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Research Article

Analysis of Prostate-Specific Antigen Transcripts in Chimpanzees, Cynomolgus Monkeys, Baboons, and African Green Monkeys

  • James N. Mubiru mail,

    jmubiru@txbiomed.org

    Affiliation: Southwest National Primate Research Center, Texas Biomedical Research Institute, San Antonio, Texas, United States of America

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  • Alice S. Yang,

    Affiliation: Department of Biology, St. Mary's University, San Antonio, Texas, United States of America

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  • Christian Olsen,

    Affiliation: Biomatters Inc., Newark, New Jersey, United States of America

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  • Sudhir Nayak,

    Affiliation: Department of Biology, The College of New Jersey, Ewing, New Jersey, United States of America

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  • Carolina B. Livi,

    Affiliation: Department of Molecular Medicine and Institute of Biotechnology, University of Texas Health Science Center, San Antonio, Texas, United States of America

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  • Edward J. Dick Jr,

    Affiliation: Southwest National Primate Research Center, Texas Biomedical Research Institute, San Antonio, Texas, United States of America

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  • Michael Owston,

    Affiliation: Southwest National Primate Research Center, Texas Biomedical Research Institute, San Antonio, Texas, United States of America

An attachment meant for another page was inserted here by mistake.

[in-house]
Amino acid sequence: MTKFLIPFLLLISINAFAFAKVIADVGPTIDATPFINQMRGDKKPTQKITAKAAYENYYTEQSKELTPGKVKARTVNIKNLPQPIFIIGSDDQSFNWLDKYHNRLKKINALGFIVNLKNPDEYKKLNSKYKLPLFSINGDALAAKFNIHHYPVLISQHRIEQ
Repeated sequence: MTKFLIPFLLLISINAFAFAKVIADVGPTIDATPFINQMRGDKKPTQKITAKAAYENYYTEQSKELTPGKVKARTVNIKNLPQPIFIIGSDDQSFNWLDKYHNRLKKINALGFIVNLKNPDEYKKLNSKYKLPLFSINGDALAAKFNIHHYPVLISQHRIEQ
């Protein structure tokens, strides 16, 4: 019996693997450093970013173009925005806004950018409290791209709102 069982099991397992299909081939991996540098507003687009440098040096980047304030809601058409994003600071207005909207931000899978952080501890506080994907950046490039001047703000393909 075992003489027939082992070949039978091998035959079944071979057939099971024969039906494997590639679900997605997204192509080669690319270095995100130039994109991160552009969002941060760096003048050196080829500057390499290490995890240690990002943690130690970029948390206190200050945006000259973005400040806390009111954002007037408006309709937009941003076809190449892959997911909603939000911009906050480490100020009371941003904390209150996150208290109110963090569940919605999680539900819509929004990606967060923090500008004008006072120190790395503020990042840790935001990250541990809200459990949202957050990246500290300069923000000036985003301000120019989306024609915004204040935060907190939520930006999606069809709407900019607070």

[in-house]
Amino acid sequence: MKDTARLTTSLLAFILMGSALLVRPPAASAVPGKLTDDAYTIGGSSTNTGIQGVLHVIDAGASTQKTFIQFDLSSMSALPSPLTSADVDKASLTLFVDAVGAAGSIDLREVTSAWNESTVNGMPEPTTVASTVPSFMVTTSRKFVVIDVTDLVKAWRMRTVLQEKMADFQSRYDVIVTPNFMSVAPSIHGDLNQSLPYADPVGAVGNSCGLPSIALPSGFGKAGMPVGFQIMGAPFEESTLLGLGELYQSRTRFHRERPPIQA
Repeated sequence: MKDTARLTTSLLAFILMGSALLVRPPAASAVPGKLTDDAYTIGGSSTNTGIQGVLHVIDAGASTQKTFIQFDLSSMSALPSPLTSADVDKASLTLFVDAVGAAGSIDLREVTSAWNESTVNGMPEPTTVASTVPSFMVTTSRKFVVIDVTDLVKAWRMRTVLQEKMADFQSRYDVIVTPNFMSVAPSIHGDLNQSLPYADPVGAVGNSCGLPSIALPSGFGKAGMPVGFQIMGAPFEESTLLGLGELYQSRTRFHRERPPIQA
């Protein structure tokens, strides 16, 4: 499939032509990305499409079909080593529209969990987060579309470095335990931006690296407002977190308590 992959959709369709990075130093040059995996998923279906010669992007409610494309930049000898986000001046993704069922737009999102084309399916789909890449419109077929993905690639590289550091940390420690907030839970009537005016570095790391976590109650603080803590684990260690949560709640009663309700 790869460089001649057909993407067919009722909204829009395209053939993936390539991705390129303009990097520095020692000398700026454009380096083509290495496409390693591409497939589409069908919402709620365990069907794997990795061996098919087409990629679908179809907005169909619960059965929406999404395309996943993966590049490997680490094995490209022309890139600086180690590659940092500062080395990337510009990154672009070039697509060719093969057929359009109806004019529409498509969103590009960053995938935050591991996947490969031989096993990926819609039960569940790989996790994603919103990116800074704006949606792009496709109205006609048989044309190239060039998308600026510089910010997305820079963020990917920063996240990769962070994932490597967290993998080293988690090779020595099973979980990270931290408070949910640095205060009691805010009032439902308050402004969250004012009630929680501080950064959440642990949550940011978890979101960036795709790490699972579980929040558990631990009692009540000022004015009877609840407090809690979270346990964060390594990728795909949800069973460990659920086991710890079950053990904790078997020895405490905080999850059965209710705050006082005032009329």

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  • Magdalena Garcia-Forey,

    Affiliation: Southwest National Primate Research Center, Texas Biomedical Research Institute, San Antonio, Texas, United States of America

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  • Robert E. Shade,

    Affiliation: Southwest National Primate Research Center, Texas Biomedical Research Institute, San Antonio, Texas, United States of America

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  • Jeffrey Rogers

    Affiliation: Human Genome Sequencing Center, Baylor College of Medicine, Houston, Texas, United States of America

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  • Published: April 14, 2014
  • DOI: 10.1371/journal.pone.0094522

Abstract

The function of prostate-specific antigen (PSA) is to liquefy the semen coagulum so that the released sperm can fuse with the ovum. Fifteen spliced variants of the PSA gene have been reported in humans, but little is known about alternative splicing in nonhuman primates. Positive selection has been reported in sex- and reproductive-related genes from sea urchins to Drosophila to humans; however, there are few studies of adaptive evolution of the PSA gene. Here, using polymerase chain reaction (PCR) product cloning and sequencing, we study PSA transcript variant heterogeneity in the prostates of chimpanzees (Pan troglodytes), cynomolgus monkeys (Macaca fascicularis), baboons (Papio hamadryas anubis), and African green monkeys (Chlorocebus aethiops). Six PSA variants were identified in the chimpanzee prostate, but only two variants were found in cynomolgus monkeys, baboons, and African green monkeys. In the chimpanzee the full-length transcript is expressed at the same magnitude as the transcripts that retain intron 3. We have found previously unidentified splice variants of the PSA gene, some of which might be linked to disease conditions. Selection on the PSA gene was studied in 11 primate species by computational methods using the sequences reported here for African green monkey, cynomolgus monkey, baboon, and chimpanzee and other sequences available in public databases. A codon-based analysis (dN/dS) of the PSA gene identified potential adaptive evolution at five residue sites (Arg45, Lys70, Gln144, Pro189, and Thr203).

Introduction